As an internet rights activist based in the global South, I often find myself musing over whether, within the African context in particular, access to a safe, free and open internet is possible.
I also wonder whether governance and democracy can ever intersect in the scheme of things. Policy-making remains central in these reflections. Ultimately, policy should be transformative – meaning that it should be centred on rights, social justice and equality of citizens.
This is why for me, and hopefully for a number of other delegates, the highlight of the Stockholm Internet Forum (SIF) this year was the main plenary conversations exploring the status of democracy in a digital era. The two-day forum was held on 16-17 May under the theme “Shrinking democratic space online: Mobilising for a free, open and secure internet”.
It is undisputed that globally, the space that the internet occupies as an enabler of democracy is shrinking as state and private actors increase their dominance and control. In its 2018 report, Freedom House noted that 26 out of the 65 countries that it assessed indicated deterioration in internet freedom, in a wave of what the organisation termed digital authoritarianism.
Nothing demonstrates the diminishing digital space more than trends and developments in the world’s two superpowers: the United States of America and China. The dip in the internet freedom ranking of the United States is evidenced by the enactment of laws that undoubtedly have major implications on privacy, surveillance and data collection. Among these are the Clarifying Lawful Overseas Use of Data Act and the Foreign Intelligence Surveillance Act (FISA) Amendments Act. The policies related to the country’s Customs and Border Protection are also of concern.
Even more alarming is China’s growing global influence and status in spite of its damning record of censorship and surveillance within its own borders. In Africa, China continues to provide technical assistance and core telecommunications infrastructure. But it is the latest decision by the United Kingdom’s National Security Council to let Chinese telecommunications giant Huawei help build parts of its 5G infrastructure that should raise eyebrows.
A few days before the forum, two Bangladeshis had been arrested over their Facebook posts. Poet and journalist Henry Swapon was accused of violating the country’s Digital Security Act, while Supreme Court lawyer and writer Imtiaz Mahmud was arrested over a case of allegedly “hurting religious sentiments” and inciting violence filed way back in 2017 under the country’s now-defunct Information and Communication Technology Act.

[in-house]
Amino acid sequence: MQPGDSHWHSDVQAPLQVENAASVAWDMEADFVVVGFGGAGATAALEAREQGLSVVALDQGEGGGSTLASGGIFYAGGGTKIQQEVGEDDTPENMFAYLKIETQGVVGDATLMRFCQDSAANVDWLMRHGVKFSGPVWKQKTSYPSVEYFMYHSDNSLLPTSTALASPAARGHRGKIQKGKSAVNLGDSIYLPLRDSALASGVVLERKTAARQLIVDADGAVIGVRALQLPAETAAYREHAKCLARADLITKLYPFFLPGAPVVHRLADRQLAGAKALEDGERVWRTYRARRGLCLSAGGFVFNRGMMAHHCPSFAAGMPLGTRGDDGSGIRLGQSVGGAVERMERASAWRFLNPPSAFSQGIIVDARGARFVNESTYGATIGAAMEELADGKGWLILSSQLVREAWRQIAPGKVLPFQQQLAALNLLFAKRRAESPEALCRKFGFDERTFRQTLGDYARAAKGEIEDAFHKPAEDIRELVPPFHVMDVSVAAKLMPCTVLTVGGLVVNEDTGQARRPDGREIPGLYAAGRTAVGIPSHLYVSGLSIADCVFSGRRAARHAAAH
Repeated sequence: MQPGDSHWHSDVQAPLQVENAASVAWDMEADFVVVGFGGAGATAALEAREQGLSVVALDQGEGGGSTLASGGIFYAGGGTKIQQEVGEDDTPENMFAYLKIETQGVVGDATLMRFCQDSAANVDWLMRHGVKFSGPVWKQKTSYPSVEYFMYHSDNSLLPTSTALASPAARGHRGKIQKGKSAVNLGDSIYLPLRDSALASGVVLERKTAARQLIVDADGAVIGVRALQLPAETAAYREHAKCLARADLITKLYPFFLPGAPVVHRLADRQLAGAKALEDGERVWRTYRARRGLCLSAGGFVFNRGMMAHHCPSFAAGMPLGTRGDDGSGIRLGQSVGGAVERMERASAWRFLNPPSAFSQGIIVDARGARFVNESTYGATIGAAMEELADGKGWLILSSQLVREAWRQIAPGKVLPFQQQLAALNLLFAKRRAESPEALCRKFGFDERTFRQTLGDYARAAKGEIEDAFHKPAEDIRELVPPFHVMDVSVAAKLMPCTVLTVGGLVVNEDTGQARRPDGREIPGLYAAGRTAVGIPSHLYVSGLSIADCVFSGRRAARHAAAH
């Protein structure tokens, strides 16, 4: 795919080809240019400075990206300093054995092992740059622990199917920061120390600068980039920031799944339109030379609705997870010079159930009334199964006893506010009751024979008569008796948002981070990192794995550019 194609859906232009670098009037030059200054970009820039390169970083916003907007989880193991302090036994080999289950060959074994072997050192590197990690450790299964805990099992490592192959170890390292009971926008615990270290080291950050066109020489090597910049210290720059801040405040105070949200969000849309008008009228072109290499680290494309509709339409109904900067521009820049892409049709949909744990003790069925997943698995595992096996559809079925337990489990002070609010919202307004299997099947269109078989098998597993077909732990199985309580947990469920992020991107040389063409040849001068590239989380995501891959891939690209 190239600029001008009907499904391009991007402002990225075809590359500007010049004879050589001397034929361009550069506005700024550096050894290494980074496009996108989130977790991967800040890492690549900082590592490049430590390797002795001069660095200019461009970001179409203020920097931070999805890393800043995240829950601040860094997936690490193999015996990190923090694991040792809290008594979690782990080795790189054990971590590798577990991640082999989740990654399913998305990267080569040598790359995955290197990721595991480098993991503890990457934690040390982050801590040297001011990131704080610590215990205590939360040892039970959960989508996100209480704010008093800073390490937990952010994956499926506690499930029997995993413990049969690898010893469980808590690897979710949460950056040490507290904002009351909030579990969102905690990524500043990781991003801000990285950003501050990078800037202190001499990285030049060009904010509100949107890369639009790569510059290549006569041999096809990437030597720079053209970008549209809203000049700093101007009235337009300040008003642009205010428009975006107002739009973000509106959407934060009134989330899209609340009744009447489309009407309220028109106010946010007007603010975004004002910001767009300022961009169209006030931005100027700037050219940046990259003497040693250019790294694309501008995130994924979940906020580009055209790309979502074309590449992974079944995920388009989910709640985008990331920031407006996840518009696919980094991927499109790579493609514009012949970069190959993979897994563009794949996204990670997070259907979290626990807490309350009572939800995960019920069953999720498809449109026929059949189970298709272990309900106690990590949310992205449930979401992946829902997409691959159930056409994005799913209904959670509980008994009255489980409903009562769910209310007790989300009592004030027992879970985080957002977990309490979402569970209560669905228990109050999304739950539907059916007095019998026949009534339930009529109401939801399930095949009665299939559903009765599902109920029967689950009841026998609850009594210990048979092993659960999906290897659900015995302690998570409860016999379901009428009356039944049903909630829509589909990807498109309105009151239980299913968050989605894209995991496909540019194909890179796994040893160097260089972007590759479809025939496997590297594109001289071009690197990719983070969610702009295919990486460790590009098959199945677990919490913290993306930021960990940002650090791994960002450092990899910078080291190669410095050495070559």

Also on the table, that week was New Zealand Prime Minister Jacinda Ardern’s Christchurch Call and debates centred on the extent to which New Zealand was capable of delivering effective, proportional and accountable regulation of the internet. Participants at the forum pointed to a lack of a clear definition of terrorism, poor consultation and risks of impinging on freedom of speech.
Governance of the internet remains complex mainly because of its layered nature and connectedness to other sections of the telecommunication sector. It requires a look at policy and practice in its development, use, and sustainability. Collaboration and trust among stakeholders are ideal for democratic internet governance.
Based on the conversations at the forum, both service providers and authorities continue to disregard citizens’ rights as they use the internet; and citizens trust them even when service providers continue to use people’s vital or personal data for profiteering while some governments use it to suppress any form of dissent.
From a corporate point of view, the Ranking Digital Rights 2018 Corporate Accountability Index noted a lack of transparency in the handling of personal data and poor governance mechanisms over human rights issues by Africa’s largest telecommunications operator, MTN.
African systems of governance remain a hindrance to the formulation of transformative policy, as governments and their affiliated institutions remain dominant and intransigent. This has been and continues to be an obstruction to the full and equal participation of stakeholders in good and people-centred governance.
The nature and composition of African states, and the power dynamics across the region, reflect varying levels of political will in the adoption of progressive resolutions of the African Internet Governance Forum (IGF) and advancement of the principles of the African Union Declaration on Internet Governance. The Declaration on Internet Governance recalls the commitment of African Union member states to uphold human and peoples’ rights enunciated in instruments of the African Union and of the United Nations, recognising that rights are rights and must be upheld and protected even online.
As the main stakeholder, governments are measured against their political will to allow information and communication technologies to enhance full development of their states while ensuring that their citizens also reach their full potential. African heads of states and governments have a chance to change their system of governance at a national level in order to contribute meaningfully to multistakeholder processes. IGF multistakeholder processes could ideally be a platform for negotiation and mutual benefit in increasing the utilitarian value of the internet, and also in creating a more democratic governance system for the continent.
Image: Digital Chains: Struggling for internet freedoms, by stanjourdan, used under CC BY-SA 2.0 licence (https://flic.kr/p/eSEgCB)
First published here on APC.org